Hatch-Waxman Background

The original Hatch-Waxman Amendments of 1984 to the FDCA provided that an approved drug application for a new chemical entity (“NCE”) was entitled to five years of market exclusivity. The law expressly stated that if an application is submitted for a drug whose “active ingredient (including any ester or salt of the active ingredient)” has not been approved in any other application, no other applications that refer to the drug may be submitted for a period of five years from the date of that drug’s approval. The period is shortened to four years if a generic applicant’s application contains a certification of patent invalidity or non-infringement. 21 U.S.C. §§ 355(c)(3)(E)(ii); 355(j)(5)(F)(ii).

Similarly, the Hatch-Waxman Amendments granted three years of market exclusivity for applications of previously approved products that otherwise required new clinical investigations. Specifically, the law noted that if an application is submitted for a drug whose active ingredient has been approved in another application under Section 505(b), and the new application contains reports of new clinical investigations, other than bioavailability studies, that are considered “essential to the approval of the application” and were conducted or sponsored by the applicant, no other applications for the same conditions of approval may be approved for three years from the date of the application. 21 U.S.C. §§ 355(c)(3)(E)(iii); 355(j)(5)(F)(iii).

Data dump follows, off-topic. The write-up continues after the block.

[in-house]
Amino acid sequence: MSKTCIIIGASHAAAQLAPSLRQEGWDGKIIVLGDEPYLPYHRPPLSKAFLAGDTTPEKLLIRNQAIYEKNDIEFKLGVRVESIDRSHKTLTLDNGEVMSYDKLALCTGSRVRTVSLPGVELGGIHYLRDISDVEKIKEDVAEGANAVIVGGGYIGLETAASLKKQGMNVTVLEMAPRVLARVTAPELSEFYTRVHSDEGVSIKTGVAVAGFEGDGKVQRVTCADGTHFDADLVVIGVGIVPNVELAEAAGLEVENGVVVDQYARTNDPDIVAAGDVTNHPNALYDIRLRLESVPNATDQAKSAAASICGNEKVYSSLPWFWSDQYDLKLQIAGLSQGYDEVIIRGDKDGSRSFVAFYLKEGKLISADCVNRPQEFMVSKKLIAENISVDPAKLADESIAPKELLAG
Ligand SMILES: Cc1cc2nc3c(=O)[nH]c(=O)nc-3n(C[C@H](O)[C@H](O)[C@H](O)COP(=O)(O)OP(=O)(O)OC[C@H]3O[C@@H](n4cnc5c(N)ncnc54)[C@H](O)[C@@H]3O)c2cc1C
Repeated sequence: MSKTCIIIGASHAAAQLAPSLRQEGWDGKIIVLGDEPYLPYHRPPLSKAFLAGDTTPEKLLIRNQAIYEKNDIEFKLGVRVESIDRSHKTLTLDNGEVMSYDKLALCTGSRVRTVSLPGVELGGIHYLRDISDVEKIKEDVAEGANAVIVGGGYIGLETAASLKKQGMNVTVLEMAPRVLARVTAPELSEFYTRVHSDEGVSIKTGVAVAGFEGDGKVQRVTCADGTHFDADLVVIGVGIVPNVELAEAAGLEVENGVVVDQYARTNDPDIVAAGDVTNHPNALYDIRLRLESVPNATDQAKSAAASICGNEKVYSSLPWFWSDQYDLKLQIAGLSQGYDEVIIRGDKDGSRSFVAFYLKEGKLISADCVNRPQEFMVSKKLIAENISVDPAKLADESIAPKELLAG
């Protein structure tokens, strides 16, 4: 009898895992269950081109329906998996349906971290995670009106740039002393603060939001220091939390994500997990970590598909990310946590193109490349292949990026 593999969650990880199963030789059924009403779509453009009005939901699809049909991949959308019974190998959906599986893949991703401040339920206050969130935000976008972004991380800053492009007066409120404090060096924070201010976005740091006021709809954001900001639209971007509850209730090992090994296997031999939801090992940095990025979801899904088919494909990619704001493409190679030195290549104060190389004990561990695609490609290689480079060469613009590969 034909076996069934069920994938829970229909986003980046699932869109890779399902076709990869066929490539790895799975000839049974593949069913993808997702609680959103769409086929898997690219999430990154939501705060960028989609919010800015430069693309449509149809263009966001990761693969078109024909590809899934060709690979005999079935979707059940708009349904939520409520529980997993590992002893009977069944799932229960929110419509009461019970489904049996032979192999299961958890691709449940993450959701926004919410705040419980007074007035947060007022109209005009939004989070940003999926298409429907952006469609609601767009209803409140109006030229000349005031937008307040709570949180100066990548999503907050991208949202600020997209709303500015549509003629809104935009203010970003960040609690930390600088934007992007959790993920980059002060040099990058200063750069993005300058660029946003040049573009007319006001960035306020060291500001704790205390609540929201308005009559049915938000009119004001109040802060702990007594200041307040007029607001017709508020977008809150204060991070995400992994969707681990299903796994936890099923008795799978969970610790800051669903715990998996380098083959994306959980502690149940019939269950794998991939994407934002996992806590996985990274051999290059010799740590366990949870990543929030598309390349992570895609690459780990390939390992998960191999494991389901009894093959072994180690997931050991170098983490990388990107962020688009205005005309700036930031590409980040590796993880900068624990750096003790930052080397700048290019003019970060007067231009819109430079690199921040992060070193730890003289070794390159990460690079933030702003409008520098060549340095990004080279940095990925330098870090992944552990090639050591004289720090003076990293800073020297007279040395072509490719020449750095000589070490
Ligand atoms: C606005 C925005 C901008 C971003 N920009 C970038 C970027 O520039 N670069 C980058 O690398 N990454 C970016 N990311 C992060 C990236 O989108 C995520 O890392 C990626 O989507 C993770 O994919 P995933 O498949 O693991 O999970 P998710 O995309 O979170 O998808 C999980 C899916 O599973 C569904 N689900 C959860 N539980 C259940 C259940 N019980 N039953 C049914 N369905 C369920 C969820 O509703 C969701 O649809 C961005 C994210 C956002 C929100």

While the law linked these regulatory exclusivities to a drug’s “active ingredient,” that term was not defined by statute, nor was it defined in FDA regulations in the context of exclusivity. Rather, it was defined, for other purposes, such as for good manufacturing practices, to mean:

any component that is intended to furnish pharmacological activity or other direct effect in the diagnosis, cure, mitigation, treatment, or prevention of disease, or to affect the structure or any function of the body of man or other animals. The term includes those components that may undergo chemical change in the manufacture of the drug product and be present in the drug product in a modified form intended to furnish the specified activity or effect. 21 C.F.R. § 210.3(b)(7).